The bad things you do erase the good things you’ve done.
Yesterday, at the end of a training session, I asked a group to list things you should never do when giving feedback.
Sometimes the next level of success is achieved when you stop shooting yourself in the foot.
17 things to never do when giving corrective feedback:
#1. Never lie.
#2. Never compare with others.
#3. Never over-commit.
#4. Never let someone over-commit.
#5. Never attack the person.
#6. Never give corrective feedback in public.
#7. Never address more than one concern.
#8. Never discourage.
#9. Never belittle or patronize.
#10. Never be vague.
Don’t say anything if you’re going to be vague.
#11. Never give constructive feedback without examples.
#12. Never be all negative.
#13. Never be unkind.
#14. Never give corrective feedback when you’re emotional.
#15. Never lose focus.
Wandering conversations are a train wreck waiting to happen. You might make excuses for poor performance if you lose focus, for example.
If you run around like a squirrel on steroids, make notes to keep on track.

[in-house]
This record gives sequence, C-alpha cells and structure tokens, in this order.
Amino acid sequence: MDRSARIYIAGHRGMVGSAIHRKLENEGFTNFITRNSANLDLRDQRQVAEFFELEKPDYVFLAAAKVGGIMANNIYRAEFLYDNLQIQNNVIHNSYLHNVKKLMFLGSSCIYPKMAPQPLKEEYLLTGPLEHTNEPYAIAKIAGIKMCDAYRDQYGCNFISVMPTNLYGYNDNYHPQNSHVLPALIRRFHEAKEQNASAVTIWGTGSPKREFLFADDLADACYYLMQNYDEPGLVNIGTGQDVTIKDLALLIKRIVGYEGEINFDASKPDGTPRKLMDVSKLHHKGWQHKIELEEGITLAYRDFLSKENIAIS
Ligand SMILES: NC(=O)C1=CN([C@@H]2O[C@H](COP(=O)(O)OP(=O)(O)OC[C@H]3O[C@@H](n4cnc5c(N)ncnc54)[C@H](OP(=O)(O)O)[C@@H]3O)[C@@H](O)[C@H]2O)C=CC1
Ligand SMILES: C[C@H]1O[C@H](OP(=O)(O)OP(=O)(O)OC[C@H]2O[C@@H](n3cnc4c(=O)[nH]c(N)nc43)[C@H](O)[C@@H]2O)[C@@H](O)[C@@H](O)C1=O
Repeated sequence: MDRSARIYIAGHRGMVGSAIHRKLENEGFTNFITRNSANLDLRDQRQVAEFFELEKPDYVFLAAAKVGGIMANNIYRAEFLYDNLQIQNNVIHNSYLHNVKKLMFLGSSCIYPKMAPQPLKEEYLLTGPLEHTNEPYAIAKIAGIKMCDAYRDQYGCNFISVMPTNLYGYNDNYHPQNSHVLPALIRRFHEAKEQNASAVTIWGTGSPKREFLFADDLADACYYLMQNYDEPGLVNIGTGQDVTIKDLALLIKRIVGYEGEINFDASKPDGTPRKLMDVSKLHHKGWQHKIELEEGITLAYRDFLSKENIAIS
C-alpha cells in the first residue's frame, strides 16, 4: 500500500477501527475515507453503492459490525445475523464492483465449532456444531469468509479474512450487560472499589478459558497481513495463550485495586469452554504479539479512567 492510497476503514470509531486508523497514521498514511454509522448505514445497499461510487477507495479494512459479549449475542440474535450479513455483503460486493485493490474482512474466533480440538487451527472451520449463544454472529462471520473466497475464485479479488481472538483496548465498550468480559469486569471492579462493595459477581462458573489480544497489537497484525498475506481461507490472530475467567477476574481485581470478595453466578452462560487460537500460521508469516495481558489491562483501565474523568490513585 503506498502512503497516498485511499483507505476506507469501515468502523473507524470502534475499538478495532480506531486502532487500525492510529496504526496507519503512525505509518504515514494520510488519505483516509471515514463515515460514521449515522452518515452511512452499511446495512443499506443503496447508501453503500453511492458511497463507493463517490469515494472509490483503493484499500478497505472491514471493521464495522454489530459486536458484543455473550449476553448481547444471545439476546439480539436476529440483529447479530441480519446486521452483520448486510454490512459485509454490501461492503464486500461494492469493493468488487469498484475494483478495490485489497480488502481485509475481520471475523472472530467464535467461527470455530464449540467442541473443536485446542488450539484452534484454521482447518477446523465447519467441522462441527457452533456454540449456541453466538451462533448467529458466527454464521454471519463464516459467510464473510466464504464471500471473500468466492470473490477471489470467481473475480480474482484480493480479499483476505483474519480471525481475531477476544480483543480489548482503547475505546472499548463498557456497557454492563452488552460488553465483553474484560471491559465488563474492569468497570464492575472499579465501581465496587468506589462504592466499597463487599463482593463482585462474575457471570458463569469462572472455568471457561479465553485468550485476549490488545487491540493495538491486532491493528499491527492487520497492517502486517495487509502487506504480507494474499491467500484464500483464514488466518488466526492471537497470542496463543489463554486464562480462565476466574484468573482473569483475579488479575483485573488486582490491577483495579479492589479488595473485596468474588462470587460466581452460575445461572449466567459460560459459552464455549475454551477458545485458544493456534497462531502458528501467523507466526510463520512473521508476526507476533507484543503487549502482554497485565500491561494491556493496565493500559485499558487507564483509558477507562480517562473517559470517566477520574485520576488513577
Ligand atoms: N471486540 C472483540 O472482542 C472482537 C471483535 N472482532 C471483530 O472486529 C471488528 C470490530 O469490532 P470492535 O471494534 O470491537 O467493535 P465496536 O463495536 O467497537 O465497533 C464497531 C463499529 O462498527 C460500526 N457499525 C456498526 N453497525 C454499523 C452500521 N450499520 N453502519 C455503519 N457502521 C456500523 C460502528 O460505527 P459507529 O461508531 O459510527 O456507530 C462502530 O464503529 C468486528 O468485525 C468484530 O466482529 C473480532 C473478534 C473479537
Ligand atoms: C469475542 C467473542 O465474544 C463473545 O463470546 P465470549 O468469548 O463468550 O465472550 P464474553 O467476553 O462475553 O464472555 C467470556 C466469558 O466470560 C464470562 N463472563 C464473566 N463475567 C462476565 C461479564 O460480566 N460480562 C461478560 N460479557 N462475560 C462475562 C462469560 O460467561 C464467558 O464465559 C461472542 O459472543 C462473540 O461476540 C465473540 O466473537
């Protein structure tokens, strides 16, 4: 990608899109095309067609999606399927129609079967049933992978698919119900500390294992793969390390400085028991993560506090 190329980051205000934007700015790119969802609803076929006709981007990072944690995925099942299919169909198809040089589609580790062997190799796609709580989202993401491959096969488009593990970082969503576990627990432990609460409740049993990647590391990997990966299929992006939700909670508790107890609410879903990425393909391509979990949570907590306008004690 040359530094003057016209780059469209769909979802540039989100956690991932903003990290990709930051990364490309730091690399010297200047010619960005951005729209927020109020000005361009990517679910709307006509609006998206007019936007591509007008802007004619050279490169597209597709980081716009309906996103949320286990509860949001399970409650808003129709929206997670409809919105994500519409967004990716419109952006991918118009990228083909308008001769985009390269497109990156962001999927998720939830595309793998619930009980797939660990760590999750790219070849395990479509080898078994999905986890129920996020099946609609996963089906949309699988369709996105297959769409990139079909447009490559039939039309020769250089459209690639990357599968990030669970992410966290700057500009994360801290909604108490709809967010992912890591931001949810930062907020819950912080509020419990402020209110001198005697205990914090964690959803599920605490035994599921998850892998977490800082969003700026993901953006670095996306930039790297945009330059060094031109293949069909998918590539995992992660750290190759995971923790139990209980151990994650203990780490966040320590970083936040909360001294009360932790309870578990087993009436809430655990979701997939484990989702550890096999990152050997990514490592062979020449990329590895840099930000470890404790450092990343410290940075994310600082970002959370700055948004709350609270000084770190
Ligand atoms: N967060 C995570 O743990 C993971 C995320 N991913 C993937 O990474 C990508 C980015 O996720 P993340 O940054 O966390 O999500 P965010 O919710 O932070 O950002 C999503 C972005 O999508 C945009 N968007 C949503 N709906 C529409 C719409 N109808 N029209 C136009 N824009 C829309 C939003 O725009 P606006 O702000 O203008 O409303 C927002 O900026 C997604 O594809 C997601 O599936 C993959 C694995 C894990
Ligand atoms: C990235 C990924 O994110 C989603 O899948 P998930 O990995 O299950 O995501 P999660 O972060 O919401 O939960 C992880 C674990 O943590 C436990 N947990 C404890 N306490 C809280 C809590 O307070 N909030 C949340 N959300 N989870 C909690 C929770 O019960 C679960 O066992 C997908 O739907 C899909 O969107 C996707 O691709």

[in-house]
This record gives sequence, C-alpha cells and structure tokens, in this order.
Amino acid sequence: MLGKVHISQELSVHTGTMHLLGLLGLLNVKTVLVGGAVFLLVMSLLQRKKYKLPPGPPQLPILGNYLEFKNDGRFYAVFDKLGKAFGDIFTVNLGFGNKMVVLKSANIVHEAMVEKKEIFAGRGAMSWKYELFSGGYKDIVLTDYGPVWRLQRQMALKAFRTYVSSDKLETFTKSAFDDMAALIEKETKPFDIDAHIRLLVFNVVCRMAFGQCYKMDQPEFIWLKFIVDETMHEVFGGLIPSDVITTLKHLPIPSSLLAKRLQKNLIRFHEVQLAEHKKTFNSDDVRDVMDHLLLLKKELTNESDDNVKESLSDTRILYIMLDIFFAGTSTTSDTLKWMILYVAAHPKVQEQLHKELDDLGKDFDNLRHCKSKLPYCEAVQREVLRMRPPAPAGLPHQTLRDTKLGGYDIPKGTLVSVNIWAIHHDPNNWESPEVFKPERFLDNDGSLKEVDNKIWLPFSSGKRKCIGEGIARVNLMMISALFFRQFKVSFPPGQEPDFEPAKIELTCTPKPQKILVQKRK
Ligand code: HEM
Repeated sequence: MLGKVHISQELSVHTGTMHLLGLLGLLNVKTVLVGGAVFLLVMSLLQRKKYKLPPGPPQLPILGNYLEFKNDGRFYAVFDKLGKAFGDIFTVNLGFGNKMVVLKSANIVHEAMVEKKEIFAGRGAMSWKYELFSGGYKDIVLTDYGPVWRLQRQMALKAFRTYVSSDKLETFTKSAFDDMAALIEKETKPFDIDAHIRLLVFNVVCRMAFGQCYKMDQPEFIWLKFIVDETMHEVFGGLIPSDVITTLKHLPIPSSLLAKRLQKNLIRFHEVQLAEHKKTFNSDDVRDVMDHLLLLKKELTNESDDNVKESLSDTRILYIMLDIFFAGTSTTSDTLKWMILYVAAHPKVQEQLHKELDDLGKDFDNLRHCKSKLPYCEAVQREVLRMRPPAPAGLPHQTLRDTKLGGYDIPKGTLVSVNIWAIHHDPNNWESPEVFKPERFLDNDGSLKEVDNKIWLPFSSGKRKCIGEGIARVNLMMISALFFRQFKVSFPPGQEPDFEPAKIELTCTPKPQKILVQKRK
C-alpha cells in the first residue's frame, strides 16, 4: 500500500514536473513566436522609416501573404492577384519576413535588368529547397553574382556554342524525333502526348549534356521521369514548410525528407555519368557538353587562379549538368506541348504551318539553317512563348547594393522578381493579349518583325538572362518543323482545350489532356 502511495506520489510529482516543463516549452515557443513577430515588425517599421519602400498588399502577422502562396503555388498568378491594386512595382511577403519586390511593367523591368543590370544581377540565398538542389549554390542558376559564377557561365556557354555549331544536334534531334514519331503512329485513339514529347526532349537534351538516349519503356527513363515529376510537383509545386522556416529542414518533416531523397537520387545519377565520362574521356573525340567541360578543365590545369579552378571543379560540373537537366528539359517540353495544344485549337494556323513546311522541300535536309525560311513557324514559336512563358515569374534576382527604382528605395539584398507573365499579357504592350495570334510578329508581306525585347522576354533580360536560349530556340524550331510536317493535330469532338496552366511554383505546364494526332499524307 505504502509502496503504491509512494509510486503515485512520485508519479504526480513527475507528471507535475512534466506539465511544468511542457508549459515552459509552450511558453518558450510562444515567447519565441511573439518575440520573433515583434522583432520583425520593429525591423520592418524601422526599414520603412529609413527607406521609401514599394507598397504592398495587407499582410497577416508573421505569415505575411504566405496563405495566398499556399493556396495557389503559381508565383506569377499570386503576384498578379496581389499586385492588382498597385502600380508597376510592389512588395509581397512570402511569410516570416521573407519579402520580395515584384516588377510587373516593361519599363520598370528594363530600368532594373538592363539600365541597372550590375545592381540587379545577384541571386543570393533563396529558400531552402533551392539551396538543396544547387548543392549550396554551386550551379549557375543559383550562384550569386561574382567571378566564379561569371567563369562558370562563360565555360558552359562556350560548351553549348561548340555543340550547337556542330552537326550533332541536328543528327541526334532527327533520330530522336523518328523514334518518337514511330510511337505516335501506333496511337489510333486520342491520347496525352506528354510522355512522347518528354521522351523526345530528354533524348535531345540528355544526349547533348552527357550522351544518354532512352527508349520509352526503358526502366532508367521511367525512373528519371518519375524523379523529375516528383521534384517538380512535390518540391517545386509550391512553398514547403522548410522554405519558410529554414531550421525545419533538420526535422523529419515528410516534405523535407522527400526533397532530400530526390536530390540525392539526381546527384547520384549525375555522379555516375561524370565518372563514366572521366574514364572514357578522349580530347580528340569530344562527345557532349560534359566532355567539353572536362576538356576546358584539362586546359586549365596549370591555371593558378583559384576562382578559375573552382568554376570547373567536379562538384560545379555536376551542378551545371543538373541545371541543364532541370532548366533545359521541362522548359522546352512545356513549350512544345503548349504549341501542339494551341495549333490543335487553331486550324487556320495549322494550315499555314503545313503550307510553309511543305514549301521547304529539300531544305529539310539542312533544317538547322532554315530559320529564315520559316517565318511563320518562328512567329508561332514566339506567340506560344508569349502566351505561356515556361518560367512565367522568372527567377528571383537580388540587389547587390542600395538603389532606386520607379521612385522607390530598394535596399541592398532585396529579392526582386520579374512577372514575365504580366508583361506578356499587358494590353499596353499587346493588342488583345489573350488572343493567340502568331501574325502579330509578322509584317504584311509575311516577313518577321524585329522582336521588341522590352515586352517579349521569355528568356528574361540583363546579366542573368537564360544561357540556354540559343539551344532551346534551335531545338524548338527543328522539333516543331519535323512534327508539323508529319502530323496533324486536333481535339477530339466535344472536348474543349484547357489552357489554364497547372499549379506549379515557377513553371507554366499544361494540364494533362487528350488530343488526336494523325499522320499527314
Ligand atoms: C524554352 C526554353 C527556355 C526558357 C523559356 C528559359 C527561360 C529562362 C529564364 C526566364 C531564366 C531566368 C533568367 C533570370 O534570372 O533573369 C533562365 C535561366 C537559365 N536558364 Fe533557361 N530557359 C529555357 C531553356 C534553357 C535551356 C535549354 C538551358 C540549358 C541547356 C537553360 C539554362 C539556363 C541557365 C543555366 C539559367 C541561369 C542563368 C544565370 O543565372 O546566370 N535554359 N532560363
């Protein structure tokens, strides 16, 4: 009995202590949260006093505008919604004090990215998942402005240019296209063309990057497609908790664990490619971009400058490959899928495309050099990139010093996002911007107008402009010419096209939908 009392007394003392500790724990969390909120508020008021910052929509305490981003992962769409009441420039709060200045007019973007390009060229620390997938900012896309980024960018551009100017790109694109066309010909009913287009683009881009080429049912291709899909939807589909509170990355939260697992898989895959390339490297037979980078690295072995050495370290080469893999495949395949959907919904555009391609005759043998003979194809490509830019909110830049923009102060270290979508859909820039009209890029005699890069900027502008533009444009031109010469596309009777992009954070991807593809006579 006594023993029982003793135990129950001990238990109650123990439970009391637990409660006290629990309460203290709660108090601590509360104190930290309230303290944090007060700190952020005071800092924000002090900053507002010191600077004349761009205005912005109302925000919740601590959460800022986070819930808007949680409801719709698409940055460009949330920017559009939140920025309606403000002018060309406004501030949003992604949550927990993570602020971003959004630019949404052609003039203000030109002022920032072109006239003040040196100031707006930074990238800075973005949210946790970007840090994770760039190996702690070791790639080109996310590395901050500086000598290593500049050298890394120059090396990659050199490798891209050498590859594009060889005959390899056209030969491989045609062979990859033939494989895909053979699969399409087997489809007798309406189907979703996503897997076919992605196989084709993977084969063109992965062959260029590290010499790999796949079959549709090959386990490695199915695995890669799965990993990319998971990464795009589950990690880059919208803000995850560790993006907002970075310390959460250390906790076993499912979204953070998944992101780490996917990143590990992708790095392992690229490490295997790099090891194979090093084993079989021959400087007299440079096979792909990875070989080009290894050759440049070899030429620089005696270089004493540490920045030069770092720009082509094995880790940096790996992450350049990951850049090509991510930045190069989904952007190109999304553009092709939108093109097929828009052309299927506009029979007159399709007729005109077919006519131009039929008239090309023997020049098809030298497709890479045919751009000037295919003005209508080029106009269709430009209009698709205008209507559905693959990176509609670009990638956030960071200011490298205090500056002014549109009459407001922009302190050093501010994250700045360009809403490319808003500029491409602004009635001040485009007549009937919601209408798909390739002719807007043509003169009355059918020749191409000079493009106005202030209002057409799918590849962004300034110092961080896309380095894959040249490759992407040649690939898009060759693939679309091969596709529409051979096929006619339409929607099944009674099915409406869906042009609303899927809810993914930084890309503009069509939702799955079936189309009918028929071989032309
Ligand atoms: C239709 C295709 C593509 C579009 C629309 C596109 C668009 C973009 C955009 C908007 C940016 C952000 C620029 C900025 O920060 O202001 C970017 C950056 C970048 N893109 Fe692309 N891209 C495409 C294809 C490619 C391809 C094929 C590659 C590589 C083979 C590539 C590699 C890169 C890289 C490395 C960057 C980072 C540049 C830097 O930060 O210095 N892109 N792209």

- Declare the concern.
- Give an example.
- Address corrective measures.
- Set a follow-up meeting to track progress and adapt strategies.
#16. Never withhold corrective feedback until the end of a conversation.
#17. Never delay.
If you wait 3 months to give corrective feedback, the issue isn’t worth addressing.
Deal with negative behaviors before they become negative habits.
You didn’t serve your team member well if they say, “Why didn’t you tell me sooner?”
Why feedback is essential:
It’s impossible to improve apart from feedback.
Imagine a basketball player trying to improve her foul shooting percentage. Suppose she shoots, but a screen blocks her vision. She never sees where the ball goes.
Effort apart from feedback is wasted. You never improve until you see the results of your efforts.
What should leaders never do when giving corrective feedback?
What should leaders always do when giving corrective feedback?
Giving Feedback – Don’t Make These Mistakes (Quick Base)
6 Mistakes to Avoid when Giving and Receiving Feedback (Startup Institute)
The Feedback Fallacy (HBR)